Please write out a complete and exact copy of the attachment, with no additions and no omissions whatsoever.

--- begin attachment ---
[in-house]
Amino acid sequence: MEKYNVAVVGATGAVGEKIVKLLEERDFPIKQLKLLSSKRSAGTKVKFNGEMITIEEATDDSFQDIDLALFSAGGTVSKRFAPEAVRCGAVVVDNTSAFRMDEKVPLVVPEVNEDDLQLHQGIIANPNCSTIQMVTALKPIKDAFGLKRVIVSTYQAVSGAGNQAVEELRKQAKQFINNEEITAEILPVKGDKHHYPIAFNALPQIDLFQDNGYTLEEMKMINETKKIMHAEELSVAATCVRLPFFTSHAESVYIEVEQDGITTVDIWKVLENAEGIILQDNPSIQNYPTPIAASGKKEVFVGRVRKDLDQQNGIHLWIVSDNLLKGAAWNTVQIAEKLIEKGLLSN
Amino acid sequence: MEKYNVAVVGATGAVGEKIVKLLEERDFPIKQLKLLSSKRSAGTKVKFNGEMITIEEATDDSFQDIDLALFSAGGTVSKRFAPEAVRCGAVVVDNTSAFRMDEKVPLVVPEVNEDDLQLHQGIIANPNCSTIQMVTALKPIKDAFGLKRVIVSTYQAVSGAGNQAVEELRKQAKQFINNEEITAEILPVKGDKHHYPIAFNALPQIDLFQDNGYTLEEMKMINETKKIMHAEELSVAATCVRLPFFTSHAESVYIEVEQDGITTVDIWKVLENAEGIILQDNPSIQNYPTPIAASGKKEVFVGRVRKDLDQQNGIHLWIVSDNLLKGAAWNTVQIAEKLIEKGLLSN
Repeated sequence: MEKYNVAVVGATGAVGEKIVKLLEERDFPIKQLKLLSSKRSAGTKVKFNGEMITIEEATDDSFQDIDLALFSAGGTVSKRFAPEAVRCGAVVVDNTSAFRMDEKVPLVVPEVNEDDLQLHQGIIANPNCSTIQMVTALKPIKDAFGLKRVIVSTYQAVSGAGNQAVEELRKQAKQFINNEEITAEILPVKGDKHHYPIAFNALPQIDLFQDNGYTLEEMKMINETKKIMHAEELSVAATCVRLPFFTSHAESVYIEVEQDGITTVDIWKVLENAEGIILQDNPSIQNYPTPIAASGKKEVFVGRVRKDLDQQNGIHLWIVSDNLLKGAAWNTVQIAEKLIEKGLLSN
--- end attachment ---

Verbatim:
[in-house]
Amino acid sequence: MEKYNVAVVGATGAVGEKIVKLLEERDFPIKQLKLLSSKRSAGTKVKFNGEMITIEEATDDSFQDIDLALFSAGGTVSKRFAPEAVRCGAVVVDNTSAFRMDEKVPLVVPEVNEDDLQLHQGIIANPNCSTIQMVTALKPIKDAFGLKRVIVSTYQAVSGAGNQAVEELRKQAKQFINNEEITAEILPVKGDKHHYPIAFNALPQIDLFQDNGYTLEEMKMINETKKIMHAEELSVAATCVRLPFFTSHAESVYIEVEQDGITTVDIWKVLENAEGIILQDNPSIQNYPTPIAASGKKEVFVGRVRKDLDQQNGIHLWIVSDNLLKGAAWNTVQIAEKLIEKGLLSN
Amino acid sequence: MEKYNVAVVGATGAVGEKIVKLLEERDFPIKQLKLLSSKRSAGTKVKFNGEMITIEEATDDSFQDIDLALFSAGGTVSKRFAPEAVRCGAVVVDNTSAFRMDEKVPLVVPEVNEDDLQLHQGIIANPNCSTIQMVTALKPIKDAFGLKRVIVSTYQAVSGAGNQAVEELRKQAKQFINNEEITAEILPVKGDKHHYPIAFNALPQIDLFQDNGYTLEEMKMINETKKIMHAEELSVAATCVRLPFFTSHAESVYIEVEQDGITTVDIWKVLENAEGIILQDNPSIQNYPTPIAASGKKEVFVGRVRKDLDQQNGIHLWIVSDNLLKGAAWNTVQIAEKLIEKGLLSN
Repeated sequence: MEKYNVAVVGATGAVGEKIVKLLEERDFPIKQLKLLSSKRSAGTKVKFNGEMITIEEATDDSFQDIDLALFSAGGTVSKRFAPEAVRCGAVVVDNTSAFRMDEKVPLVVPEVNEDDLQLHQGIIANPNCSTIQMVTALKPIKDAFGLKRVIVSTYQAVSGAGNQAVEELRKQAKQFINNEEITAEILPVKGDKHHYPIAFNALPQIDLFQDNGYTLEEMKMINETKKIMHAEELSVAATCVRLPFFTSHAESVYIEVEQDGITTVDIWKVLENAEGIILQDNPSIQNYPTPIAASGKKEVFVGRVRKDLDQQNGIHLWIVSDNLLKGAAWNTVQIAEKLIEKGLLSN